La Fille Coupee En Deux Claude Chabrol

La Fille Coupee En Deux Claude Chabrol

One in the middle for Claude Chabrol, La Fille Coupee En Deux is nowhere near the heights of his greatest films but is a damn sight better than some of his less notable hack work.

Ludivine Sagnier stars as a TV weatherwoman who falls for famous but married older man Francois Berleand. Unfortunately, after a whirlwind romance and an introduction to kinky sex, he decides that he can’t leave his wife, giving our heroine no choice but to end the relationship. Alas, she foolishly takes up with obnoxious trust fund baby Benoit Magimel, only to find that he’s obsessed with her past love to the point of madness. This naturally sets the scene for a tragedy, one that will leave the protagonist all but destroyed.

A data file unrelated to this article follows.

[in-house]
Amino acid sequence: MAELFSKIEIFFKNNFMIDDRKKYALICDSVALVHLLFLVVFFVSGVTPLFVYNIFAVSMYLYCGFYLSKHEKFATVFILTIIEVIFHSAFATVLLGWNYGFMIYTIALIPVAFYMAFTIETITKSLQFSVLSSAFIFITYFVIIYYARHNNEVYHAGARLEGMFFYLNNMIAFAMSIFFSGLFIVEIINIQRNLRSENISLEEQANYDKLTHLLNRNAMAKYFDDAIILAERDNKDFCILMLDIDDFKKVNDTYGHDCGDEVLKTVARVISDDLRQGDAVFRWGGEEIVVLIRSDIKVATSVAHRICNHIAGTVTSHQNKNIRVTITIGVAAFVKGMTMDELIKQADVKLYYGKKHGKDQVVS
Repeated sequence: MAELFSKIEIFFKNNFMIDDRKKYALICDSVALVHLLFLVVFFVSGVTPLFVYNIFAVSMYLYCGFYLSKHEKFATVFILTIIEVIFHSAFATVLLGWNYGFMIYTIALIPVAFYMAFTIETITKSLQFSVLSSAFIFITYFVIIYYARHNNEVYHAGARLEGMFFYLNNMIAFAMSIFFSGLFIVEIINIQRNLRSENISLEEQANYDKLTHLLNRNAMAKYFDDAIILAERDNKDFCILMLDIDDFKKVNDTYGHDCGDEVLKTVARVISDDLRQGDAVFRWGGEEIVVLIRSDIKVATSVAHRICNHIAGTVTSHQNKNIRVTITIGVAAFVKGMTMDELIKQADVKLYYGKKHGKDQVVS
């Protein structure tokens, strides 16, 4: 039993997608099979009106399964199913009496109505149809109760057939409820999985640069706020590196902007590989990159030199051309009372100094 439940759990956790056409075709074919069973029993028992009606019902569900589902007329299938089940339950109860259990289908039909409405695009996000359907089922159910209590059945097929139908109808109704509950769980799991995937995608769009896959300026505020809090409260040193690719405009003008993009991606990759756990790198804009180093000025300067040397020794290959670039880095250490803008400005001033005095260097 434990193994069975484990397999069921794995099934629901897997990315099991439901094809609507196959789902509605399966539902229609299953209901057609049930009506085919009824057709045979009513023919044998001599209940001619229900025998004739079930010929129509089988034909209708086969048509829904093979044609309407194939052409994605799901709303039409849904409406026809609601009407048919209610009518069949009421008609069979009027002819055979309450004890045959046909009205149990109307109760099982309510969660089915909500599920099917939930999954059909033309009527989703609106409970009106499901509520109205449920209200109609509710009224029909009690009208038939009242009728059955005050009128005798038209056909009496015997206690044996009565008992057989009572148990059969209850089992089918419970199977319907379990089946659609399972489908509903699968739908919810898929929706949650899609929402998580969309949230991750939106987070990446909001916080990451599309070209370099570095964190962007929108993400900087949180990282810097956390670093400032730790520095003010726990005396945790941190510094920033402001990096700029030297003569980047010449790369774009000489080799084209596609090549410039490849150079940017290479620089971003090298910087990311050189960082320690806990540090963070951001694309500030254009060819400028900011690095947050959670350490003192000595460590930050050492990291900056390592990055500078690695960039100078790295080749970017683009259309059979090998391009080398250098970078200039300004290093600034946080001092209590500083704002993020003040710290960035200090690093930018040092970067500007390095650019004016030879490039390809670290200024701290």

At first, the film seems on autopilot, with the Bazinian realism cranked up all the way to banal and the familiar jabs at the bourgeoisie little more than limp bashing. Further, Magimel is a little too obviously creepy (and too comically decked out in bad suits), making him an unlikely choice for the apparently level-headed Sagnier. But once the big event of the script happens, the film is surprisingly affecting as the creep’s family closes ranks and pressures our heroine into making a wrong decision.

Though La Fille Coupee En Deux almost exactly copies Richard Fleischer’s film of the Evelyn Nesbit case, The Girl in the Red Velvet Swing, it packs a punch that movie doesn’t have, and while I can’t say that I’ll ever think about it ever again it’s still somehow a cut above a mere time killer in terms of how it works on an audience.

You could do a lot worse than this; if only it didn’t seem a dry run for a much better movie. (Christal)